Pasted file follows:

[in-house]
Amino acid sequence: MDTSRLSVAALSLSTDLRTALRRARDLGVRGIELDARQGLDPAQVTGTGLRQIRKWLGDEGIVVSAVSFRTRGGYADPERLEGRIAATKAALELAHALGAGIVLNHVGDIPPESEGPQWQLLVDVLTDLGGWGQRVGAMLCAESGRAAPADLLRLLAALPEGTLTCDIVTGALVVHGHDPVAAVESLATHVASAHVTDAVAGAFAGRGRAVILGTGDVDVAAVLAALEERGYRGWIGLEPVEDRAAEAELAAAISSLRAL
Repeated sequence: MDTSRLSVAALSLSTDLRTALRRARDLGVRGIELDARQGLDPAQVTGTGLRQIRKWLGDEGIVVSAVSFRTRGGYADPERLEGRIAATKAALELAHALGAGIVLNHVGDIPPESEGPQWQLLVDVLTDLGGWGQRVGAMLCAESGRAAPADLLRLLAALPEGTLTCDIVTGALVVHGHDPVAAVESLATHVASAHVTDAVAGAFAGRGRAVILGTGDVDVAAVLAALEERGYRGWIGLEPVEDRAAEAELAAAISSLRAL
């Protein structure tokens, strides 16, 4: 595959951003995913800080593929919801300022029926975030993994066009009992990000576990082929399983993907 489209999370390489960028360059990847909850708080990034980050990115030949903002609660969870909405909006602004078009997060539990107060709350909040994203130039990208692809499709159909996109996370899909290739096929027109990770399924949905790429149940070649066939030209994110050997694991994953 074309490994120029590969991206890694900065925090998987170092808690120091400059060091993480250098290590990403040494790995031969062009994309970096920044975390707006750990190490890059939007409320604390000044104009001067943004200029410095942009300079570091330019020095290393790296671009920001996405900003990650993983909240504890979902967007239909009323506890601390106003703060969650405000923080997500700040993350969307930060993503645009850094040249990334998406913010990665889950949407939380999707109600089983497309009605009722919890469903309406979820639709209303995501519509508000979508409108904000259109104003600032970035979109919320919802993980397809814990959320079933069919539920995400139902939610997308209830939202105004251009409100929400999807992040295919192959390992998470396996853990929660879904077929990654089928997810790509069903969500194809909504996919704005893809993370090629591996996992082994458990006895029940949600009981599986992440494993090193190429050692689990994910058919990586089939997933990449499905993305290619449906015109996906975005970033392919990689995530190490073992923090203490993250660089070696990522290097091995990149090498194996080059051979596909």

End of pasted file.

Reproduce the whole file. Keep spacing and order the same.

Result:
[in-house]
Amino acid sequence: MDTSRLSVAALSLSTDLRTALRRARDLGVRGIELDARQGLDPAQVTGTGLRQIRKWLGDEGIVVSAVSFRTRGGYADPERLEGRIAATKAALELAHALGAGIVLNHVGDIPPESEGPQWQLLVDVLTDLGGWGQRVGAMLCAESGRAAPADLLRLLAALPEGTLTCDIVTGALVVHGHDPVAAVESLATHVASAHVTDAVAGAFAGRGRAVILGTGDVDVAAVLAALEERGYRGWIGLEPVEDRAAEAELAAAISSLRAL
Repeated sequence: MDTSRLSVAALSLSTDLRTALRRARDLGVRGIELDARQGLDPAQVTGTGLRQIRKWLGDEGIVVSAVSFRTRGGYADPERLEGRIAATKAALELAHALGAGIVLNHVGDIPPESEGPQWQLLVDVLTDLGGWGQRVGAMLCAESGRAAPADLLRLLAALPEGTLTCDIVTGALVVHGHDPVAAVESLATHVASAHVTDAVAGAFAGRGRAVILGTGDVDVAAVLAALEERGYRGWIGLEPVEDRAAEAELAAAISSLRAL
């Protein structure tokens, strides 16, 4: 595959951003995913800080593929919801300022029926975030993994066009009992990000576990082929399983993907 489209999370390489960028360059990847909850708080990034980050990115030949903002609660969870909405909006602004078009997060539990107060709350909040994203130039990208692809499709159909996109996370899909290739096929027109990770399924949905790429149940070649066939030209994110050997694991994953 074309490994120029590969991206890694900065925090998987170092808690120091400059060091993480250098290590990403040494790995031969062009994309970096920044975390707006750990190490890059939007409320604390000044104009001067943004200029410095942009300079570091330019020095290393790296671009920001996405900003990650993983909240504890979902967007239909009323506890601390106003703060969650405000923080997500700040993350969307930060993503645009850094040249990334998406913010990665889950949407939380999707109600089983497309009605009722919890469903309406979820639709209303995501519509508000979508409108904000259109104003600032970035979109919320919802993980397809814990959320079933069919539920995400139902939610997308209830939202105004251009409100929400999807992040295919192959390992998470396996853990929660879904077929990654089928997810790509069903969500194809909504996919704005893809993370090629591996996992082994458990006895029940949600009981599986992440494993090193190429050692689990994910058919990586089939997933990449499905993305290619449906015109996906975005970033392919990689995530190490073992923090203490993250660089070696990522290097091995990149090498194996080059051979596909």